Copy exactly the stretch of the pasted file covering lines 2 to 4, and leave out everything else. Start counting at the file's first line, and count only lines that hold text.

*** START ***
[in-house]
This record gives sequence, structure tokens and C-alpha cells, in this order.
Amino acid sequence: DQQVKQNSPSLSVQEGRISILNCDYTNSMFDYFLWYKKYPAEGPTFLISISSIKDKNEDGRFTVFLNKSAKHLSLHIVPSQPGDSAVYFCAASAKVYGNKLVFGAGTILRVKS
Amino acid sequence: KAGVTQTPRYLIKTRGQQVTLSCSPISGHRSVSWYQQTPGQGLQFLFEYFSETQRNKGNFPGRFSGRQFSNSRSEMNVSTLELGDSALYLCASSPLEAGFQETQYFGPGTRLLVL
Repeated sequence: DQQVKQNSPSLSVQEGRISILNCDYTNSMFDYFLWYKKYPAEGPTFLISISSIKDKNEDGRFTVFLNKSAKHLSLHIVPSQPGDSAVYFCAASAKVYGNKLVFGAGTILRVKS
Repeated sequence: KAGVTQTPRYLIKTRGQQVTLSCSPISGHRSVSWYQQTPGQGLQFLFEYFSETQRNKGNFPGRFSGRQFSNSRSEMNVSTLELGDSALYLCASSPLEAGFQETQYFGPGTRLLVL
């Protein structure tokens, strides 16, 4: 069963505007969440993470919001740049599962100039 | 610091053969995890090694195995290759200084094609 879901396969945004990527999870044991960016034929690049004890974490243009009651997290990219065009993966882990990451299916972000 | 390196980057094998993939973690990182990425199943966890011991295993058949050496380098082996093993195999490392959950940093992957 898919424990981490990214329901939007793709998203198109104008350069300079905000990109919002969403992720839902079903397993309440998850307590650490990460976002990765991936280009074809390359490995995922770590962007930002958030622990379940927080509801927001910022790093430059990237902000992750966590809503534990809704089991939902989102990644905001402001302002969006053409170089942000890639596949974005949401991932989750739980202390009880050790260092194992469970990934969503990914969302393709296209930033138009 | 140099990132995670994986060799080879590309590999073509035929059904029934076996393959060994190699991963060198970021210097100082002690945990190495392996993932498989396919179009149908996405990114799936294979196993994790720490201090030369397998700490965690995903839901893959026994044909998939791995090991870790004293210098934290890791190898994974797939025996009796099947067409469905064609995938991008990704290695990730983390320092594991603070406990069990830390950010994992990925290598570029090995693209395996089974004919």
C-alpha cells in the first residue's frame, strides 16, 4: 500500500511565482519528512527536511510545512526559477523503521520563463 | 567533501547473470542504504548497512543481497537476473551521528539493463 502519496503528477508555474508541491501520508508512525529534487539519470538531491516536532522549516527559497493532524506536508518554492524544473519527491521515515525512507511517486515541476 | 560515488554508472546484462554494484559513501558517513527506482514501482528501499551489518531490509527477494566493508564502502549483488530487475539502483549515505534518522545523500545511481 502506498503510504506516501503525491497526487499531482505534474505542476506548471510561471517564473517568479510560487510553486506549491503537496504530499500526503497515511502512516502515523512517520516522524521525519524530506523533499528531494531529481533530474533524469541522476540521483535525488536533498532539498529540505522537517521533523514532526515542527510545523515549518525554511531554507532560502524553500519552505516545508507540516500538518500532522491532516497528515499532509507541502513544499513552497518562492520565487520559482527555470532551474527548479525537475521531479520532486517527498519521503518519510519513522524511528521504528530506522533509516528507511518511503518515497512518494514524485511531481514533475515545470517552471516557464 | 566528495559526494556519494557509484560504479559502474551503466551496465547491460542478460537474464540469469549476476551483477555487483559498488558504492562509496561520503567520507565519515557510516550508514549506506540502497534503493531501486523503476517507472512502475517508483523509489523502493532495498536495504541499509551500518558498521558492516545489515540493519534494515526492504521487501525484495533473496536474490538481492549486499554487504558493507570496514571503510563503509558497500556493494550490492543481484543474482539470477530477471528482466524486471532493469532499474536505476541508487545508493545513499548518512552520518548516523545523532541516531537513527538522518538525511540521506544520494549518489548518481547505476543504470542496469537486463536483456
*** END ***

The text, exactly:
This record gives sequence, structure tokens and C-alpha cells, in this order.
Amino acid sequence: DQQVKQNSPSLSVQEGRISILNCDYTNSMFDYFLWYKKYPAEGPTFLISISSIKDKNEDGRFTVFLNKSAKHLSLHIVPSQPGDSAVYFCAASAKVYGNKLVFGAGTILRVKS
Amino acid sequence: KAGVTQTPRYLIKTRGQQVTLSCSPISGHRSVSWYQQTPGQGLQFLFEYFSETQRNKGNFPGRFSGRQFSNSRSEMNVSTLELGDSALYLCASSPLEAGFQETQYFGPGTRLLVL